19 Apr My school won’t give me my transcript after bankruptcy
If you owe your school tuition and file for bankruptcy relief, your school might hold up your transcript or even your diploma. But not every debt for a school, college or university is a “student loan.” The Seventh Circuit Court of Appeals – covering Illinois, Wisconsin and Indiana – has just reminded us that a school cannot hold up your transcript or diploma if your bankruptcy case discharged a debt for tuition.
Student loans can’t be discharged in bankruptcy unless you face a substantial hardship. But money you owe your school, college or university for tuition is not a student loan.
The debtor, Kim Kuehn, was taking art classes at Cardinal Stritch University in Wisconsin. She couldn’t afford her tuition payments and ultimately filed a bankruptcy case. The school refused to release her transcript. The bankruptcy court ordered it to do so and required the school to pay her attorney’s fees and damages. The district court affirmed and now, the prestigious Court of Appeals has agreed.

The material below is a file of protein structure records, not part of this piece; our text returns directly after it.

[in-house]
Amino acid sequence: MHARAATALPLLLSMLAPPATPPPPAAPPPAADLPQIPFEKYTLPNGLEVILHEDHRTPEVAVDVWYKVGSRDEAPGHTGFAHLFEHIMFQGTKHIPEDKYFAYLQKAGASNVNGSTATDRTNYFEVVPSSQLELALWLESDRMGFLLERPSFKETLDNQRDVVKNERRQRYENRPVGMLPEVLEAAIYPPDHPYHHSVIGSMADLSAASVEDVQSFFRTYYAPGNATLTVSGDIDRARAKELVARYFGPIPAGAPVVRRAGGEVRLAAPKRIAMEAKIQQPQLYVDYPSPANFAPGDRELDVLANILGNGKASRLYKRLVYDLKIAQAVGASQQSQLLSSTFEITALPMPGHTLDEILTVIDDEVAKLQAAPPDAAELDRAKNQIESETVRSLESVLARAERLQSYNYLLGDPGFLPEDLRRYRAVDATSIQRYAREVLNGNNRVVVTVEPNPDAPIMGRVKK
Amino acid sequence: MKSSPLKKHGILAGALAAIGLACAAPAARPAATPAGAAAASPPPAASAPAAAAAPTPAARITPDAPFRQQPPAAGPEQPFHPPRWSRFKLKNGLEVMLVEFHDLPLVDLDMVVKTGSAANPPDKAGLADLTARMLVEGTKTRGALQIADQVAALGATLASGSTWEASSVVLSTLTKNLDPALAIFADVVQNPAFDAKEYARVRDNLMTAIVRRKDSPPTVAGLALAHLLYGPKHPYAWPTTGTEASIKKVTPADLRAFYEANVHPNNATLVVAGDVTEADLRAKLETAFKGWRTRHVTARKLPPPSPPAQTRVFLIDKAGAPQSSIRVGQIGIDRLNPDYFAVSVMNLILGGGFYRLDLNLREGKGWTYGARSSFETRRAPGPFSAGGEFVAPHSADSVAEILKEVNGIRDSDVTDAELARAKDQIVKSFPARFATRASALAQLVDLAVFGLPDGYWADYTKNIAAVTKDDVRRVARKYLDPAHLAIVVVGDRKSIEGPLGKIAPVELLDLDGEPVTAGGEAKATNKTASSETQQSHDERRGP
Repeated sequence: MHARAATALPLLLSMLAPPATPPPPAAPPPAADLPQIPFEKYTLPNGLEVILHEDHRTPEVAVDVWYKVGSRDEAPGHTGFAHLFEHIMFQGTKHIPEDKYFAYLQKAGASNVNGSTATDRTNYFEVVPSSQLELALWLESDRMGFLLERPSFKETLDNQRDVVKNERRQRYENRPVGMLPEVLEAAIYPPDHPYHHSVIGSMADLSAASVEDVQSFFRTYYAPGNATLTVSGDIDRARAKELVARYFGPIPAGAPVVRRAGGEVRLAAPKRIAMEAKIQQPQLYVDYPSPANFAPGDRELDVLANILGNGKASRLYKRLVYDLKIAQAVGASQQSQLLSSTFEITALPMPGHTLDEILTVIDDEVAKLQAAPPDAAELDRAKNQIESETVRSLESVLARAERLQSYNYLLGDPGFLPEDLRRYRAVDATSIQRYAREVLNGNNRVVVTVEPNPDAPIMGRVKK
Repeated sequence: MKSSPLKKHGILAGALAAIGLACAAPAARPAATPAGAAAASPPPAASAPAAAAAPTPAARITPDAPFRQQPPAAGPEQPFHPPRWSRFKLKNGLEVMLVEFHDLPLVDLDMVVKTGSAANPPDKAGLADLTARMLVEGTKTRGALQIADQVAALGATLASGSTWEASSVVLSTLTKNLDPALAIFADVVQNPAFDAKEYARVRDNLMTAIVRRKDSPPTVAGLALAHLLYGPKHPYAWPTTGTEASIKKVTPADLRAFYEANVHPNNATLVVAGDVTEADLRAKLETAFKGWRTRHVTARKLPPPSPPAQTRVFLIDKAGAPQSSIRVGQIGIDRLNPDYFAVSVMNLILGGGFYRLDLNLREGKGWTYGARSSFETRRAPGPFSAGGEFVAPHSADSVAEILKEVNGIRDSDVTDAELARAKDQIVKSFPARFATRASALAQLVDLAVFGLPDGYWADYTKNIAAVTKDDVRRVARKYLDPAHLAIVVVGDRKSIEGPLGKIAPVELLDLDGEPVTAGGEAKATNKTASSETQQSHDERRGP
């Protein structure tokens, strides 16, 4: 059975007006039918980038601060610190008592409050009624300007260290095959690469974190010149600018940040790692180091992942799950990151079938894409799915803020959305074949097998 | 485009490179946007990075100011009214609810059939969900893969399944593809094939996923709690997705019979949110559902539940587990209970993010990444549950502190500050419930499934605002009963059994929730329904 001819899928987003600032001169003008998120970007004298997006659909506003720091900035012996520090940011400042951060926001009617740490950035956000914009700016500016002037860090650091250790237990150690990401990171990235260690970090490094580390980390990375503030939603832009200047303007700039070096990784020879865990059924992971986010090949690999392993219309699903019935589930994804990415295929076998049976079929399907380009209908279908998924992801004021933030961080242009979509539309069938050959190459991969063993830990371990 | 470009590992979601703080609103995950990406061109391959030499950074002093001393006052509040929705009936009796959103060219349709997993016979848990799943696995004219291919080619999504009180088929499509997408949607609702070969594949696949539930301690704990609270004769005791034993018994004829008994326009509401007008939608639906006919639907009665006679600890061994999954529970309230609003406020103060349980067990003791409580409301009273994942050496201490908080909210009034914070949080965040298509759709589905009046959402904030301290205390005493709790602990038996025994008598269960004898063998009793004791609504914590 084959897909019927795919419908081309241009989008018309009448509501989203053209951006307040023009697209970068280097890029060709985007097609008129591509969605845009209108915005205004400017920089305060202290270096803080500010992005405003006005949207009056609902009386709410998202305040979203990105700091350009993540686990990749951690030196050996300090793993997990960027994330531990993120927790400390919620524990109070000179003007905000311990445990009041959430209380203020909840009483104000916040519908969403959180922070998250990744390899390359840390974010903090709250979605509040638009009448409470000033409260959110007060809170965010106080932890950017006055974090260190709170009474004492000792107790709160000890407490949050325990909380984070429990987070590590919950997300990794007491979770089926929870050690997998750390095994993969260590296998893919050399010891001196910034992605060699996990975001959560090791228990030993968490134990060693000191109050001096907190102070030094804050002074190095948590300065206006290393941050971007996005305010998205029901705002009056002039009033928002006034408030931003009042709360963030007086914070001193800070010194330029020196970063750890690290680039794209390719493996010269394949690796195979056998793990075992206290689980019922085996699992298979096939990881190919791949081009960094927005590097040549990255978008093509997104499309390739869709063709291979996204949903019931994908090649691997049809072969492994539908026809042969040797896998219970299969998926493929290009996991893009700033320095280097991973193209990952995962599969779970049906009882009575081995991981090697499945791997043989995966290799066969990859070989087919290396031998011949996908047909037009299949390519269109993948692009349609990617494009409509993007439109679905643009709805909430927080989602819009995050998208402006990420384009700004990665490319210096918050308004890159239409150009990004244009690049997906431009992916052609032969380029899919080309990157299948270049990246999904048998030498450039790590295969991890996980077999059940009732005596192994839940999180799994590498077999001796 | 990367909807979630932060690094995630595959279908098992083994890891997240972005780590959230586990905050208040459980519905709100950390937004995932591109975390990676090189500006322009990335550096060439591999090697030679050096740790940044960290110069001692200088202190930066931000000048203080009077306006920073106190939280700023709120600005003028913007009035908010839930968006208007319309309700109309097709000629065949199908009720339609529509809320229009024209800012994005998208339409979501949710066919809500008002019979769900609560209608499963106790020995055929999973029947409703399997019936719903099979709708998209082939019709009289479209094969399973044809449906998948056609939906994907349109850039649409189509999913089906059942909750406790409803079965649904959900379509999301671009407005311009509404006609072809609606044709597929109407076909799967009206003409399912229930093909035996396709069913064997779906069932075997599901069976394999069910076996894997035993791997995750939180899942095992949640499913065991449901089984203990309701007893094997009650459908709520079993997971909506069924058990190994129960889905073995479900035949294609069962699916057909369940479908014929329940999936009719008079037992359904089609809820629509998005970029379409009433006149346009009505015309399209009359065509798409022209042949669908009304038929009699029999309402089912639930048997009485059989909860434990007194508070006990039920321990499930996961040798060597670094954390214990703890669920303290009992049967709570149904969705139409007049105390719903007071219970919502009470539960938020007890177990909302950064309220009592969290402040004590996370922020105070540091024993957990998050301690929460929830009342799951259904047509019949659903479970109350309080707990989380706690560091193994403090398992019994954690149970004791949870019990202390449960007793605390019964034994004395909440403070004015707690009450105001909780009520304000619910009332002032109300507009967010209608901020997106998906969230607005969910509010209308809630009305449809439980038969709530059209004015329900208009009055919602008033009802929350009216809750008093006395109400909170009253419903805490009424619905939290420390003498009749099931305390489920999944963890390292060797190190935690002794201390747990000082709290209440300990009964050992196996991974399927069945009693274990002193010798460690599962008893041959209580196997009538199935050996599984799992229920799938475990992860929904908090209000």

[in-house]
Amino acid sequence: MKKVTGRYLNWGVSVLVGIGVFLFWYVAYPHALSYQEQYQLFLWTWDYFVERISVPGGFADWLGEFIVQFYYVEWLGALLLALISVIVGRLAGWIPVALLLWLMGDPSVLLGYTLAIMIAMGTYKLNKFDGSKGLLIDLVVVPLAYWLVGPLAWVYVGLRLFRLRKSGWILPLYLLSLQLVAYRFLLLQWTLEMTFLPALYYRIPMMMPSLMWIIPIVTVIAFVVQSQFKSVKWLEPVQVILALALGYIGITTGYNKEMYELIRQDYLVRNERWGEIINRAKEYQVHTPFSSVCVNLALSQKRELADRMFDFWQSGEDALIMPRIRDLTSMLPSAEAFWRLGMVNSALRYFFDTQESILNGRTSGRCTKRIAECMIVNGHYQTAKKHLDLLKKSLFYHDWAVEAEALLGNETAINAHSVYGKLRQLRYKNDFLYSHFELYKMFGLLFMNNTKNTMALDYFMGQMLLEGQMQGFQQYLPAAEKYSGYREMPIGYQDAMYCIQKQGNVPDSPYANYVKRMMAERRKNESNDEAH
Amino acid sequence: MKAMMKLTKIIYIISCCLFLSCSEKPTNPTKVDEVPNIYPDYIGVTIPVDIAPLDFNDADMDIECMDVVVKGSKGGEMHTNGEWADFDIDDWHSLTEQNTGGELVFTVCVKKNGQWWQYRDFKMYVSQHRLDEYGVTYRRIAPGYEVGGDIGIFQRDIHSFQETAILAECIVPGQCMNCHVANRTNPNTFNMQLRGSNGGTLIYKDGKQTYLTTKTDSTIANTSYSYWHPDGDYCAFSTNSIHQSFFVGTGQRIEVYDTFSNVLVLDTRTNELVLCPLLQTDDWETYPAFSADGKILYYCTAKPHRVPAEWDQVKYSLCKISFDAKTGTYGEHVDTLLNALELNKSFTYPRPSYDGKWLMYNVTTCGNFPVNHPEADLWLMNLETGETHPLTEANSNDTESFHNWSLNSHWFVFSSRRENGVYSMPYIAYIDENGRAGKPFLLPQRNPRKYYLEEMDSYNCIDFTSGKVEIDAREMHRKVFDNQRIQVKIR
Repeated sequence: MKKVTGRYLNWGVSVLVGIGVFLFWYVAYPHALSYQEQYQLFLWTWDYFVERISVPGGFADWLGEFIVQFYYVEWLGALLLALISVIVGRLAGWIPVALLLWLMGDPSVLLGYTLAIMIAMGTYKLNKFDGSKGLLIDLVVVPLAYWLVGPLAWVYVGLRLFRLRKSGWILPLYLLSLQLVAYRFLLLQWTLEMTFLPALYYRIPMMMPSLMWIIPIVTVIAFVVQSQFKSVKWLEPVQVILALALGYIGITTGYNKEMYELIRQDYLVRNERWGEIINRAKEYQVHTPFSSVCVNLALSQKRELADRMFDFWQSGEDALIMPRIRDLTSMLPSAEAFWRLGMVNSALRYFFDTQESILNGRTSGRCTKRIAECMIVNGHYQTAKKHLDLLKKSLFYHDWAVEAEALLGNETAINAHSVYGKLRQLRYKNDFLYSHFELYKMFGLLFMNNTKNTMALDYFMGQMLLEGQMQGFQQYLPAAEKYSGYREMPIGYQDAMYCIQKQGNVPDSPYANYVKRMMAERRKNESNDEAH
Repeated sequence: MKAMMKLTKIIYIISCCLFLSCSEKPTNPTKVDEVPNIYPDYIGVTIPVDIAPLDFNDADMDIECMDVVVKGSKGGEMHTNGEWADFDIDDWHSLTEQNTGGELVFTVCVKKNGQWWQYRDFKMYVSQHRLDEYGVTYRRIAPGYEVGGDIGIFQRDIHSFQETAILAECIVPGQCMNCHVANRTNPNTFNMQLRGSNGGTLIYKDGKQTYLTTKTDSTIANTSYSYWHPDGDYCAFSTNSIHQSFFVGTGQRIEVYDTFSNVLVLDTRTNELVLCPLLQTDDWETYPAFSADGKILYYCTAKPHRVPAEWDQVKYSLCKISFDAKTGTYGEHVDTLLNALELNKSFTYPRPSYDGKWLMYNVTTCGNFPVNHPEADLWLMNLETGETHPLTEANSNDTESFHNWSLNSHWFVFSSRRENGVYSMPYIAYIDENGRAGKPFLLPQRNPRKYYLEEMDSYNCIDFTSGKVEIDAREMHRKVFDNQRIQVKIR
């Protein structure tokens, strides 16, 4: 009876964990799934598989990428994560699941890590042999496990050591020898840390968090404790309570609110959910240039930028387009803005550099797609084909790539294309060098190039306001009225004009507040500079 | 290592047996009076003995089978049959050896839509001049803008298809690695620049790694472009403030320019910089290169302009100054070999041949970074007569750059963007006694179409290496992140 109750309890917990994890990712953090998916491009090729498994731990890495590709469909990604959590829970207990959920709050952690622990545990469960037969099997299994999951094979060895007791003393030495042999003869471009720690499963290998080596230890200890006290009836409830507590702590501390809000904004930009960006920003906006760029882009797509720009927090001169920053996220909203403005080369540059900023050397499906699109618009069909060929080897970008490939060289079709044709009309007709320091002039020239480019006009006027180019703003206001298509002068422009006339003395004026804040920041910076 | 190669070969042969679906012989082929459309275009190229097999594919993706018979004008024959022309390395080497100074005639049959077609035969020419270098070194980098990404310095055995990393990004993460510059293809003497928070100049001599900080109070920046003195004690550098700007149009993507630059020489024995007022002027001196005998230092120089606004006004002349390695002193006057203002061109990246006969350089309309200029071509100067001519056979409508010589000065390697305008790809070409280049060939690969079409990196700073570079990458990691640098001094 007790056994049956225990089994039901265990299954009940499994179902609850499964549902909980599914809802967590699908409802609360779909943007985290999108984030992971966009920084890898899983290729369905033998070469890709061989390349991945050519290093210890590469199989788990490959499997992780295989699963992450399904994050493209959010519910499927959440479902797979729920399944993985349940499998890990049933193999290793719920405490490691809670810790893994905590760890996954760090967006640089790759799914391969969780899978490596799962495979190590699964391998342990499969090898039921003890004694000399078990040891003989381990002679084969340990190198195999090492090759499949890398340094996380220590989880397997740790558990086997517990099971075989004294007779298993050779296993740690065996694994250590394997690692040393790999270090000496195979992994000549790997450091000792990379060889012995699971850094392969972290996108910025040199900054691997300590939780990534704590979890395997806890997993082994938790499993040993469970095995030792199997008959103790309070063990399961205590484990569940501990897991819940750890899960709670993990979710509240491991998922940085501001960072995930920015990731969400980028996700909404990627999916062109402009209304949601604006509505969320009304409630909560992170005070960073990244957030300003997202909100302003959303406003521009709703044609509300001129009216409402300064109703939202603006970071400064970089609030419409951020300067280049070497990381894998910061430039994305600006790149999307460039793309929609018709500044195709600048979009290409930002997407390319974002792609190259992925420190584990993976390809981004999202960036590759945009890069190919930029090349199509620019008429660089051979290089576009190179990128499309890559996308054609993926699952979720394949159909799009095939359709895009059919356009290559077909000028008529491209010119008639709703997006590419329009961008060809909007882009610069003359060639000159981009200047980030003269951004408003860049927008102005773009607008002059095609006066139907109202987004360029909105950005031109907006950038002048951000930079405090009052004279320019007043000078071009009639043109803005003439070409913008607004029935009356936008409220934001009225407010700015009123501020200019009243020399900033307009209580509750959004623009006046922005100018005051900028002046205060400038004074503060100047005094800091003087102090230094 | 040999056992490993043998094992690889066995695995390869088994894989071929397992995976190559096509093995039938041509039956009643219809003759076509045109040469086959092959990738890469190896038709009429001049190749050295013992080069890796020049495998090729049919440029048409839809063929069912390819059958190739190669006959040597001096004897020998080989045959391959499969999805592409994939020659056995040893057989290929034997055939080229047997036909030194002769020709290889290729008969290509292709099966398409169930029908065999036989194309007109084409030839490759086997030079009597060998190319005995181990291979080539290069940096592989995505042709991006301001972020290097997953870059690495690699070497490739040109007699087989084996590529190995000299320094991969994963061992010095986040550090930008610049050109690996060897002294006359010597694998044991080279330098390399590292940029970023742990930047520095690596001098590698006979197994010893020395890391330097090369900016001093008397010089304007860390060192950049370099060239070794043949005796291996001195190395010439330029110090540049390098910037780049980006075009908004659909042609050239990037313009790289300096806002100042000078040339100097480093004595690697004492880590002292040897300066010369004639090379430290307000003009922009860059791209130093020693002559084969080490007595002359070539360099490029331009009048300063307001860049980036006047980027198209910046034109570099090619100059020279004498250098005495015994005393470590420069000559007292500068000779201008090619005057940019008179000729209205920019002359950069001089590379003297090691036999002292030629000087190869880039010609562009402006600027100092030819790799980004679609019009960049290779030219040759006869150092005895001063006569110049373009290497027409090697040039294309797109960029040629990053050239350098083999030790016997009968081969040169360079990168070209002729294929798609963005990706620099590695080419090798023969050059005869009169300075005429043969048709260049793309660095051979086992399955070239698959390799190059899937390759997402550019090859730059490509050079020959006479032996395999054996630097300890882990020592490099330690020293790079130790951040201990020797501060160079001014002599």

Kim only is required to pay for the cost of her transcript and not the back-tuition payments which had been discharged. And since the school was unwilling to provide a transcript to her unless the tuition was paid, the court concluded that the school was violating her property rights under state law and could be punished for doing so.
Your bankruptcy lawyer can help you get a fresh start in many ways. So tell your lawyer about everything going on in your economic life. You may be surprised and pleased with the results.
Lakelaw helps people in bankruptcy cases in Illinois and Wisconsin.
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